First experts with the Lake Chad Basin project. From left: Slim Bacha, Eliane Uwera Bukuzagara , Karolina Olofsson and Janvier Ntalindwa. Back: Felix Muhigana, NORCAP Project Manager. (Photo: Ingrid Prestetun/NORCAP)
Read caption First experts with the Lake Chad Basin project. From left: Slim Florian Bacha, Eliane Uwera Bukuzagara , Karolina Olofsson and Janvier Ntalindwa. Back: Felix Muhigana, NORCAP Project Manager. (Photo: Ingrid Prestetun/NORCAP)

Empowering the first responders

Ida Sem Fossvik|Published 03. May 2018
In most countries, civil society organisations are the first to respond to a crisis. For the first time, NORCAP joins forces with the Civil Society Network in the Lake Chad basin and resident UN agencies, to build capacity and empower local organisations in crisis response. The project is funded by the Norwegian Ministry of Foreign Affairs.

"According to the Grand Bargain commitments, there is a need for more direct support and funding to local and national responders. Through this project, we will strengthen civil society organisations' capacity to respond professionally to humanitarian crises, and better help people affected," says Felix Muhigana, NORCAP Project Manager.

Close to 17 million people are affected by the humanitarian emergency across the four Lake Chad basin countries; Chad, Nigeria, Niger and Cameroon. The crisis is characterised as one of the world's most severe. More than 2.3 million people are displaced, and communities are suffering from violence, food insecurity and malnutrition.

"Unchartered terrain"

Four NORCAP experts are already on their way to Niger and Chad. They are hosted by World Food Programme and UNICEF, but will work independently from their host agencies.

"We are very excited to do a completely new project. This is unchartered terrain for us, and for NORCAP", says Slim Florian Bacha, Monitoring and Evaluation Specialist and deployee to UNICEF in N'Djamena, Chad.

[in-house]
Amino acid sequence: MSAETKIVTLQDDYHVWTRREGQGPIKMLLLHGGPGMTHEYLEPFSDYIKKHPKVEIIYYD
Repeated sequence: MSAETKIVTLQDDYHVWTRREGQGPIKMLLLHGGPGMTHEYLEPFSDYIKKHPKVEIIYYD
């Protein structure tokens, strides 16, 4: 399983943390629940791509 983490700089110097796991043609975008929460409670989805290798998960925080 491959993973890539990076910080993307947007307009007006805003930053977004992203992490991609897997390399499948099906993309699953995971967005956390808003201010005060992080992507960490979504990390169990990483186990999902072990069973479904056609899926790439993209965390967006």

According to Muhigana, the deployees will map and identify those civil society organisations that are most in need of capacity building and help them develop skills and expertise in areas such as financial management, organisational development and monitoring and evaluation.

"This is the kind of expertise that the organisations said they needed the most. In addition, deployees will link up with existing donors in Chad and Niger, to advocate and enable organisations to get direct access to donors and funds. With a better knowledge of how these things work, they will be able to better serve people in need, says Felix Muhigana.

"This project has a lot of potential, because we are able to set an example of how this can and should be done. At the same time, it is a huge responsibility. We will communicate closely across the region and with our Project manager, to make sure we get off to a good start", explains Karolina Olofsson, Organisational Development Coordination Expert. She is going to work from Diffa, in Niger, with WFP.

Stepping stone for the future

NORCAP's collaboration with the Civil Society Network begun with the Lake Chad Donor Conference in Oslo, February 2017. The conference raised awareness about the deteriorating humanitarian crisis in the Lake Chad Basin, aiming to ensure donors pledged money and commitment to scale up humanitarian interventions and alleviate human suffering.

During the conference, the Civil Society Network, an organisation with representatives from the Lake Chad Basin countries, approached NORCAP for a possible partnership. NORCAP did a scoping mission to Chad and Niger, which in turn secured funding from the Norwegian Ministry of Foreign Affairs.

"This project is very different from what we've done before, but it speaks to NORCAP's strategic commitments. During the project's pilot phase, we will actively explore additional partnerships to further develop local capacity in the Lake Chad basin, including with relevant donors," says Ulf Flink, Head of the NORCAP Unit in NORCAP.

Dikwa, a town in northeastern Borno state, has become accessible again after years of insurgency activities. According to the latest UN findings, the town has transformed from being one of the breadbaskets of Borno state to an area of large food production deficit. Photo: NRC/2017
Read caption Several towns and villages in the Lake Chad region are struggling to cope after years of insurgency activities. Dikwa, a town in north-eastern Borno state, Nigeria, has transformed from being one of the breadbaskets of Borno state to an area of large food production deficit. Due to the insurgency and ongoing lack of security, families have been unable to farm their land. This has dramatically reduced the availability of food and made the available food commodities more expensive. (Photo: NRC)